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11th WISE edition explores AI's educational potential, challenges, spotlights Gaza support

By Mays Ibrahim Mustafa - Nov 28,2023 - Last updated at Nov 28,2023

Fifteen -year-old rapper MC Abdul from Gaza sings during the opening ceremony for WISE (Photo courtesy of WISE)

DOHA — Bringing together thought leaders, innovators and young pioneers from across the globe, the 11th edition of the World Innovation Summit for Education (WISE) shined light on the potential for artificial intelligence (AI) to unlock educational possibilities, while delving into risks associated with its evolving landscape. 

WISE is a global platform for innovation in education, founded in 2009 by Qatar Foundation for Education, Science and Community Development (QF) under the leadership of its chairperson, Sheikha Moza Bint Nasser. 

This year’s edition kicked off on Tuesday at the Qatar National Convention Centre in Doha, under the theme: “Creative Fluency: Human Flourishing in the Age of AI”. 

In her opening remarks, Sheikha Moza highlighted Qatari efforts in supporting education in Palestine, particularly in Gaza, including Al Fakhoora programme, which takes its name from a school in the Jabaliya refugee camp, which has been shelled by the Israeli occupation forces. 

She also spoke of the impact of the ongoing war on Gaza on the future of education for children in Gaza, noting that 36 schools and universities supported by Al Fakhoora programme were either entirely or partly destroyed. 

With the destruction of each school and each university, depriving a child of their education as a result of violence, we lose one of the building-blocks of the future, said Sheikha Moza. 

She stressed that every time education is targeted, the international community takes several steps backwards in its efforts to protect education, which must “transcend political calculations and historical conflicts”. 


Artificial intelligence: challenges, potential 


Sheikha Moza said that the focus of this year’s WISE Summit is connected to education, as it explores the potential of AI, related challenges and ways to harness the possibilities it offers. 

She noted that the war on Gaza demonstrated how AI was used to fabricate stories, falsify facts, and restrict the publication of posts, photos, and videos that reveal the “atrocities” committed by the Israeli occupation forces against the people of Gaza and the West Bank.

She said: “This makes us wonder: whose stories does artificial intelligence select to be archived as history? Whose history will be told? Which ideas will be chosen as the most credible? And then: how do we maintain our independence and preserve our educational values? How do we remain sovereign societies?”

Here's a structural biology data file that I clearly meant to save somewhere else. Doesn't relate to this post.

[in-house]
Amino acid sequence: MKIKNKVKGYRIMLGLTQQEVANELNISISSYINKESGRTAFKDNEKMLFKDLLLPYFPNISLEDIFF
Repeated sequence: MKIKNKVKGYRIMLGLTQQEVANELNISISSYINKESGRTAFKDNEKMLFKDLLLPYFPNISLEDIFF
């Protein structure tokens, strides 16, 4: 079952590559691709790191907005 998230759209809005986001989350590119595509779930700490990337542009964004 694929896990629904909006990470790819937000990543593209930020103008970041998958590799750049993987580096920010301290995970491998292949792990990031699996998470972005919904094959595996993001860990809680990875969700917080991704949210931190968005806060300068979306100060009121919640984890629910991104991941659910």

She also highlighted the role WISE plays as a platform for innovation, in keeping pace with the changes taking place in the world, and the obstacles that education faces in certain countries. 


WISE Prize Laureate 


Vice Chairperson and CEO of QF, Sheikha Hind Bint Hamad Al Thani awarded the WISE Prize for Education, which recognises the work of education pioneers with global impact, to Safeena Husain, the founder of Educate Girls, a non-profit organisation in India that works to enhance access to education for girls from rural and disadvantaged backgrounds. 

In her speech, Husain highlighted the barriers girls have to overcome to secure their “basic right” to an education, noting that 122 million girls remain out of school, globally. 

“I believe that girls education is the closest thing we have to a silver bullet to solve some of the world’s most difficult problems,” she added. 

“The World Bank says that girls’ education is a catalyst for progress across nine of the 17 Sustainable Development Goals, spanning from poverty, health and climate,” Husain noted. 

She also shared the story of Nagina Bano, a community volunteer with Educate Girls; she was a tortured and abandoned child bride, who used her education to survive, and currently works to empower other girls in her community. 

Bano had told Husain: “My education is the only thing that is truly mine; no one can beat it out of me, no one can steal it, no flood, no famine can take it away. My education will be with me till my dying day”.


A voice from Gaza 


A voice from Gaza was also present during the WISE Summit, shining light on the struggles of its people during the opening ceremony; it was the voice of a young Palestinian rapper, known as MC Abdul. 

He performed a song he wrote following the outbreak of the war on Gaza, focused on the right to peace and safety. 

“We have been going through so much trouble and I just want to take a second to remind everyone that we are humans too and we should have the right to live in peace,” the 15-year-old said following his performance, which earned him a standing ovation from the audience. 


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